Yeah. And so you know, there’s, it’s a different world now. And that’s what we’re bringing up in the squat article is music enrollment is falling, it’s without a doubt, it’s falling, it’s projected to fall worse than it already has. And so that’s why we also feel like now if there’s ever been a time that it’s been more urgent, it’s now opera companies are struggling, they’re closing, university music programmes are struggling, some of them are closing, we know that the enrollment trends are going down. And we know it could be as bad as a 59% decrease in enrollment 10 years from now, compared to what we have now, which is already 33%, down from 10 years ago. And so, you know, it’s this is why the history is fascinating is it study is, it is how we got here, and then started to unravel. Why there’s never been a better time than now to start looking around and going okay, so the world has changed. We are no longer making music only for the aristocracy, we no longer believe that there’s only one holy music from God that we must lift everybody else up to believe in. We now believe in a multicultural world, where everybody brings music that is connected to their own humanity that deserves to be heard, and deserves to be respected and honoured in the same way as the music from our past. I have Slovak and Hungarian ancestry. Right. My grandmother was really attached to classical music. I grew up with it in my family. So I had some, you know, respect and honour for because it was around in my life. But we have so many people in our country now that do not come from a European ancestral heritage, who do not connect with that music. It’s not part of their cultural heritage. Yes, there’s a term called acculturation. And acculturation is when a dominant political body forces the sub dominant body to give up their culture and adopt the other culture in order to be accepted into the community. And I talked about this in another presentation, I gave it the voice Foundation. And I said that essentially, I named a county out in LA, this counties like 90% Latino X, that if you are a kid, high school kid in this community who wants to be a music teacher, you have to give up your cultural heritage. Let’s say your family immigrated here from Mexico, you have to give up that cultural heritage. You have to adopt the art song heritage, American European, you still are adopting artists on heritage, because that’s the only way you can get into 90 something percent of music schools in this country for music. Ah, yes, yes, then get into study music education. And you have to give up your cultural heritage for four years to pass your juries because the only way you can pass juries is if you sing your French German and Italian art song. The student then graduates four years later, a master of this European cultural heritage to go back to their community, their Latinos community, where they then are going to have to teach the people in their community who do not identify with that cultural heritage, and they’re stuck to have to figure out how to do it on their own. And oh my gosh, we can’t operate that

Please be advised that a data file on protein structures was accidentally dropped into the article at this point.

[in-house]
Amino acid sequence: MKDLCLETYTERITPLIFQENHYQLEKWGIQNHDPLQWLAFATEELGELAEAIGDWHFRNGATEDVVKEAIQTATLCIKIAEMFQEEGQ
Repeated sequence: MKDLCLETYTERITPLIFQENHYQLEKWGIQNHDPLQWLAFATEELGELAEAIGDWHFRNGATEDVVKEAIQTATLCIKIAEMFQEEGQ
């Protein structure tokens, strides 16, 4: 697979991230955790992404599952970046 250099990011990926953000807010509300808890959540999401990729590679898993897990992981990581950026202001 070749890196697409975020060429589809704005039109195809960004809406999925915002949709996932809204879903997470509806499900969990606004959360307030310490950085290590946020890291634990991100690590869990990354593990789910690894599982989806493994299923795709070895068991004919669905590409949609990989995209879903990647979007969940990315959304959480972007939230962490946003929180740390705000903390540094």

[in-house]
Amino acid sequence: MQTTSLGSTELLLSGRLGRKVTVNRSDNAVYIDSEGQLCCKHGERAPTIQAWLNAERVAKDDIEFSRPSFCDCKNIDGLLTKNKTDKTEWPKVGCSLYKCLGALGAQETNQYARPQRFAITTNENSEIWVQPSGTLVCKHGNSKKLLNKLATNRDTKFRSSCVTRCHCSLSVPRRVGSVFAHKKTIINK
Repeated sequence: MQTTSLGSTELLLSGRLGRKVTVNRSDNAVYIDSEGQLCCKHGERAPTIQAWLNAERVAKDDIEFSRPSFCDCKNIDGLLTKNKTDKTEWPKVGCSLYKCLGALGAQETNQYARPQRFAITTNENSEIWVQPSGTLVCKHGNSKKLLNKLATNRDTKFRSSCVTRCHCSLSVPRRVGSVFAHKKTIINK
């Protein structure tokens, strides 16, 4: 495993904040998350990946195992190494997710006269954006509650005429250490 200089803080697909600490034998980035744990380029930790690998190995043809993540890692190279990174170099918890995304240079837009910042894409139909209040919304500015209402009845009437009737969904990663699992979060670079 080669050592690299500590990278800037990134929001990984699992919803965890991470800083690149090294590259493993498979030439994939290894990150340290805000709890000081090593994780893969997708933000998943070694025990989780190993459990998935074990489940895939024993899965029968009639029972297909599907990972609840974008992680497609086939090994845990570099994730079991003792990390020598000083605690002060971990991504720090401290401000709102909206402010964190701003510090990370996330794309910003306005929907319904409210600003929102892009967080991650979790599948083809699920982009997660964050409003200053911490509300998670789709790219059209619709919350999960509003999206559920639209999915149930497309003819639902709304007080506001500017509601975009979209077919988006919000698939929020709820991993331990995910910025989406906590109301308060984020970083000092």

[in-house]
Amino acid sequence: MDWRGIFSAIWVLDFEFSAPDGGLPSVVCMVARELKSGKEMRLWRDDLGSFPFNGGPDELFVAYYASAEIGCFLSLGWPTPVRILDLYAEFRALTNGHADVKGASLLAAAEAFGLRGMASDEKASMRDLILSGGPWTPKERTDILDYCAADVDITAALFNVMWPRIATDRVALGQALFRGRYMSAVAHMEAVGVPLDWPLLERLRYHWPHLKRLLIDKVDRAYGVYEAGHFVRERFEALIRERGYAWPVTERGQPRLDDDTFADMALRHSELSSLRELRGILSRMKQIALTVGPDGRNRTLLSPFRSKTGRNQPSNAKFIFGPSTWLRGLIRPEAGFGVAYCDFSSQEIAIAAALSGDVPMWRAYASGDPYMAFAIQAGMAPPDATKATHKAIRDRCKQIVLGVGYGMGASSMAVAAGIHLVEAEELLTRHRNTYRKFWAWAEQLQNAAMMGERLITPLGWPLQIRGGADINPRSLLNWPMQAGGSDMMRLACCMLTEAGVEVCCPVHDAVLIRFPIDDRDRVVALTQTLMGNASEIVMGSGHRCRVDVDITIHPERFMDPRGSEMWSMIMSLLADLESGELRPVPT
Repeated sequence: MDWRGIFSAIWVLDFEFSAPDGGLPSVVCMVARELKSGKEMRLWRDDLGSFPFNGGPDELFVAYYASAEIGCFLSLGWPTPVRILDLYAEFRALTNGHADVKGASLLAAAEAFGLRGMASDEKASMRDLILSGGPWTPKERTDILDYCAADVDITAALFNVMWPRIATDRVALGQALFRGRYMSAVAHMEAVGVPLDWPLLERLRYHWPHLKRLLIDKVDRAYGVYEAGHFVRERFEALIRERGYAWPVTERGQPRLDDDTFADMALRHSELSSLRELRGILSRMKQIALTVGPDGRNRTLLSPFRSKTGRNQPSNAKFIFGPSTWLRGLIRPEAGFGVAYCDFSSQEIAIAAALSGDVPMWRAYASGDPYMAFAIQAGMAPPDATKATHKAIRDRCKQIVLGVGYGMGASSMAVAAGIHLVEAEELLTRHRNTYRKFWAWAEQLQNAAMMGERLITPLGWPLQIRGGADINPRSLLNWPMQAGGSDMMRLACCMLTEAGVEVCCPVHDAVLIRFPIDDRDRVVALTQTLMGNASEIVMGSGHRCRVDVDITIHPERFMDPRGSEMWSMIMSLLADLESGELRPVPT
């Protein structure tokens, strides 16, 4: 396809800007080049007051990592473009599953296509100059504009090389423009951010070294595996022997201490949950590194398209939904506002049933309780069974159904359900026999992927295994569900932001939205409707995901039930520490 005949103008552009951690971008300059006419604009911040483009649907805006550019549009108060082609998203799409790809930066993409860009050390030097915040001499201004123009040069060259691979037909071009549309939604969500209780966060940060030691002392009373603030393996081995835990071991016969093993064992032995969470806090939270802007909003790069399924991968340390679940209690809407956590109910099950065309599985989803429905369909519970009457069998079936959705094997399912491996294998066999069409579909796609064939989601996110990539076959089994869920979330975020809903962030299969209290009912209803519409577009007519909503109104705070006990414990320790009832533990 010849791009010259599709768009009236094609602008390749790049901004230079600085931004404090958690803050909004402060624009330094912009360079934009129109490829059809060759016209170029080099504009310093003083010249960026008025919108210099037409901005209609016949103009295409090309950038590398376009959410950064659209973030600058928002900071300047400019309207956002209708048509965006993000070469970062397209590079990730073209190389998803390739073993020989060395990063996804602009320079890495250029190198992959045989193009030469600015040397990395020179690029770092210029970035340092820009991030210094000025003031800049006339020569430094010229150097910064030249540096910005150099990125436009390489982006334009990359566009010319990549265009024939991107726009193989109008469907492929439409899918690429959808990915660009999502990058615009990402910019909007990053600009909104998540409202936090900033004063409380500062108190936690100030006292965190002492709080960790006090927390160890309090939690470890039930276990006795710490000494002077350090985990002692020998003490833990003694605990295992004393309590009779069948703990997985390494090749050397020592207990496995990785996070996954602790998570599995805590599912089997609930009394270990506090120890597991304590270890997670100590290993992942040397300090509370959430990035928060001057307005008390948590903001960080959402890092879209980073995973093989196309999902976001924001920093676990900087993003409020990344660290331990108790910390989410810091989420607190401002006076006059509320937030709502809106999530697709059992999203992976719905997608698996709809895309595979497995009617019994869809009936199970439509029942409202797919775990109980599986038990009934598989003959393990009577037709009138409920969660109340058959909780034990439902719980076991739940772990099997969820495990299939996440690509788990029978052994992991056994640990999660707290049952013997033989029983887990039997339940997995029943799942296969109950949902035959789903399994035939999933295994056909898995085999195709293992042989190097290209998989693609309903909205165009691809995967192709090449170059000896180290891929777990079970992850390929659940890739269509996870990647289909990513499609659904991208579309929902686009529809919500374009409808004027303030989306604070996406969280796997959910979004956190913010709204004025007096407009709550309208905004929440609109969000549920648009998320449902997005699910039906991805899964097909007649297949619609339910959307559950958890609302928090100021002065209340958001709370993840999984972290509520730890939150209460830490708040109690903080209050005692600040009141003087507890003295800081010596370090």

Dr Marisa Lee Naismith 54:38
way. No, no,
Matt Edwards 54:41
a better more just society. We still start honouring and acknowledging everyone’s cultural heritage deserves a place. We have to honour where it comes from, and teach it and we’ve got a lot of work to do in that area.
Dr Marisa Lee Naismith 55:00